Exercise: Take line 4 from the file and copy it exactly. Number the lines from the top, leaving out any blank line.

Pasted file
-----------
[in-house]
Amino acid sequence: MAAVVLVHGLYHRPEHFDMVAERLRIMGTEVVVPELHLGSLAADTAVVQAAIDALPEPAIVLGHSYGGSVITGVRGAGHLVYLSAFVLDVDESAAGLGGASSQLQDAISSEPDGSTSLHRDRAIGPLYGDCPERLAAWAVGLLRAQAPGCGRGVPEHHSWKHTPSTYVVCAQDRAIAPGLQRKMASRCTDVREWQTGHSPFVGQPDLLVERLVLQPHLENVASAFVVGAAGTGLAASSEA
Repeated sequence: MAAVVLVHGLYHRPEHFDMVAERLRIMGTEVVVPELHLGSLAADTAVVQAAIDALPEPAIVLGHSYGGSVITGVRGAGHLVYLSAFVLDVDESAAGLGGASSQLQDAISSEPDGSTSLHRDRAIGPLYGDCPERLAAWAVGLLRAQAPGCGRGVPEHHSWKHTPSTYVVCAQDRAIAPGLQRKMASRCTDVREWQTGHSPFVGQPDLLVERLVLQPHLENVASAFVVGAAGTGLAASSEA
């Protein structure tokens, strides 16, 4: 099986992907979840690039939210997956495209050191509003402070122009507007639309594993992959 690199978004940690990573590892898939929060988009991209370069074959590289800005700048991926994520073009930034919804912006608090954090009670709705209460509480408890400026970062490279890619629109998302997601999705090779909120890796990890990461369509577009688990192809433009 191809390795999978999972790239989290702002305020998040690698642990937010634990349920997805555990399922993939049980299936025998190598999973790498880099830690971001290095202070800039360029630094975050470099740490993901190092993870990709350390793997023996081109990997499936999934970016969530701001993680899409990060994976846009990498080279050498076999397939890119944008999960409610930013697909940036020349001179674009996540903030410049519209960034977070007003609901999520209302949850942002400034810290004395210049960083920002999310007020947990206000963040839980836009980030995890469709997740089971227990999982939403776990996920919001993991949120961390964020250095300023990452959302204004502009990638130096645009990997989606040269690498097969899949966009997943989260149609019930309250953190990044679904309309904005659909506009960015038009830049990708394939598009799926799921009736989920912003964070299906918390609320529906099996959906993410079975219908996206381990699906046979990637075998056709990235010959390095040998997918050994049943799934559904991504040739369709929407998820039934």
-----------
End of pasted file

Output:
């Protein structure tokens, strides 16, 4: 099986992907979840690039939210997956495209050191509003402070122009507007639309594993992959 690199978004940690990573590892898939929060988009991209370069074959590289800005700048991926994520073009930034919804912006608090954090009670709705209460509480408890400026970062490279890619629109998302997601999705090779909120890796990890990461369509577009688990192809433009 191809390795999978999972790239989290702002305020998040690698642990937010634990349920997805555990399922993939049980299936025998190598999973790498880099830690971001290095202070800039360029630094975050470099740490993901190092993870990709350390793997023996081109990997499936999934970016969530701001993680899409990060994976846009990498080279050498076999397939890119944008999960409610930013697909940036020349001179674009996540903030410049519209960034977070007003609901999520209302949850942002400034810290004395210049960083920002999310007020947990206000963040839980836009980030995890469709997740089971227990999982939403776990996920919001993991949120961390964020250095300023990452959302204004502009990638130096645009990997989606040269690498097969899949966009997943989260149609019930309250953190990044679904309309904005659909506009960015038009830049990708394939598009799926799921009736989920912003964070299906918390609320529906099996959906993410079975219908996206381990699906046979990637075998056709990235010959390095040998997918050994049943799934559904991504040739369709929407998820039934």